Amendment blocking anti-occupation IDF vets group from school visits gains lawmakers’ backing


JERUSALEM (JTA) — Israel’s education minister has proposed legislation that would prevent a controversial organization of Israeli army veterans  from entering Israelis schools.

Naftali Bennett, also the head of the pro-settler Jewish Home party, proposed an amendment this week to the State Education Law that would prevent speakers at a school if “there is concern that their activity could lead to Israeli soldiers’ persecution in international forums and foreign countries for actions carried out as part of their military duty.”

The legislation aimed at the anti-occupation group Breaking the Silence has the backing of Yair Lapid, chairman of the centrist Yesh Atid party, which is not in the governing coalition.

With support from the opposition as well as the coalition, the amendment is expected to pass the Ministerial Committee on Legislation in the next two weeks, Haaretz reported.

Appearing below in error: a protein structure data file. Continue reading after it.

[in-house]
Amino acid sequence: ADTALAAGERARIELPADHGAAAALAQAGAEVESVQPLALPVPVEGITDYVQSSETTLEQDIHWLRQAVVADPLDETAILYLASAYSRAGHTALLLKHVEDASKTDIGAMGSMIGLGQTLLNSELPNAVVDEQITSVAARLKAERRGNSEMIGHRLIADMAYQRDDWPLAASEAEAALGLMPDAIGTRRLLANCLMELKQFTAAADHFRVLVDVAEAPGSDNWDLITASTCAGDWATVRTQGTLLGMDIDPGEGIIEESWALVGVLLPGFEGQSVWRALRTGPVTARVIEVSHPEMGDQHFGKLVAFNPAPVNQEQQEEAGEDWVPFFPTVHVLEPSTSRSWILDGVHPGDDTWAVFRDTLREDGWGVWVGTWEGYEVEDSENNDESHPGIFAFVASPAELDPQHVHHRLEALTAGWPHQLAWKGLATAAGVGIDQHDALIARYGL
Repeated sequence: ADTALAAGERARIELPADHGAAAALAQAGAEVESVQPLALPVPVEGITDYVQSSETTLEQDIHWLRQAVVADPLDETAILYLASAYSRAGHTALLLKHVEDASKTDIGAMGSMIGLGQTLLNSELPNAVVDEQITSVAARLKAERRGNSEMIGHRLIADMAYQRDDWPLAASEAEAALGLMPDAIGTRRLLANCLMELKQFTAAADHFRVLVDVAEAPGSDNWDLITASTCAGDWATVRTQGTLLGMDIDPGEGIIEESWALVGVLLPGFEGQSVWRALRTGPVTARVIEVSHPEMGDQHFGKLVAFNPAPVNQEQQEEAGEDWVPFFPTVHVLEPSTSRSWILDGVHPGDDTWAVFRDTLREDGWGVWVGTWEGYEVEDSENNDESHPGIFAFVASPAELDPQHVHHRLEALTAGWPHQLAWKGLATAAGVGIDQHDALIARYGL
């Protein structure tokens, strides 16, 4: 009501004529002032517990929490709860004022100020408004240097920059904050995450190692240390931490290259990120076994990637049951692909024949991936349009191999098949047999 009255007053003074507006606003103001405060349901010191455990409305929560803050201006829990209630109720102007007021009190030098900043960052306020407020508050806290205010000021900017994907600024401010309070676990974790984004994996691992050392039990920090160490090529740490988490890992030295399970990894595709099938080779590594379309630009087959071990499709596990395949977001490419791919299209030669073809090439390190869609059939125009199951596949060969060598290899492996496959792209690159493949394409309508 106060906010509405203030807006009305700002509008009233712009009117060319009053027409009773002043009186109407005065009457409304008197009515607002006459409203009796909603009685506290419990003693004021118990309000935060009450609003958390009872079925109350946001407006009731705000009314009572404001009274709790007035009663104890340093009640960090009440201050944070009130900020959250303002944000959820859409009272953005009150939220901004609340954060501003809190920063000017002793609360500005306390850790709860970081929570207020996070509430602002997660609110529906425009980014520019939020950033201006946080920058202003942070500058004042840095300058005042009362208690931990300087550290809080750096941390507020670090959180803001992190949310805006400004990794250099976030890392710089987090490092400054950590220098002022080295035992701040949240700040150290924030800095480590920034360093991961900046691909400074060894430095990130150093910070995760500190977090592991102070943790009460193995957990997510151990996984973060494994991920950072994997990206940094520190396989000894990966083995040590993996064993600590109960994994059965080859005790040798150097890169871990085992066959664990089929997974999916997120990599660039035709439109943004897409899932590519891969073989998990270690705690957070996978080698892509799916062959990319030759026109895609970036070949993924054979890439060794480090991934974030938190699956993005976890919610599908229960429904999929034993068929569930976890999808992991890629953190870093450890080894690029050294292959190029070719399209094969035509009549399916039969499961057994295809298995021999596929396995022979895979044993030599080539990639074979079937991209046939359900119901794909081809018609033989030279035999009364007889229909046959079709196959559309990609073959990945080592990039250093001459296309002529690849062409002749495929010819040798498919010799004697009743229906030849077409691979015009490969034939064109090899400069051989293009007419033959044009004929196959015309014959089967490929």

Breaking the Silence has often come under fire from the political right and center for collecting former soldiers’ testimonies, some published anonymously, that accuse the Israeli military of excessive force against Palestinians.

Lapid said Tuesday that he supports the legislation because he is concerned that the school talks will lower the motivation of students to serve in the Israel Defense Forces.

“These organizations put soldiers at risk of being made to stand trial, and they hurt Israel’s international standing by spreading crude lies. This has to be stopped,” Lapid said, according to Haaretz.

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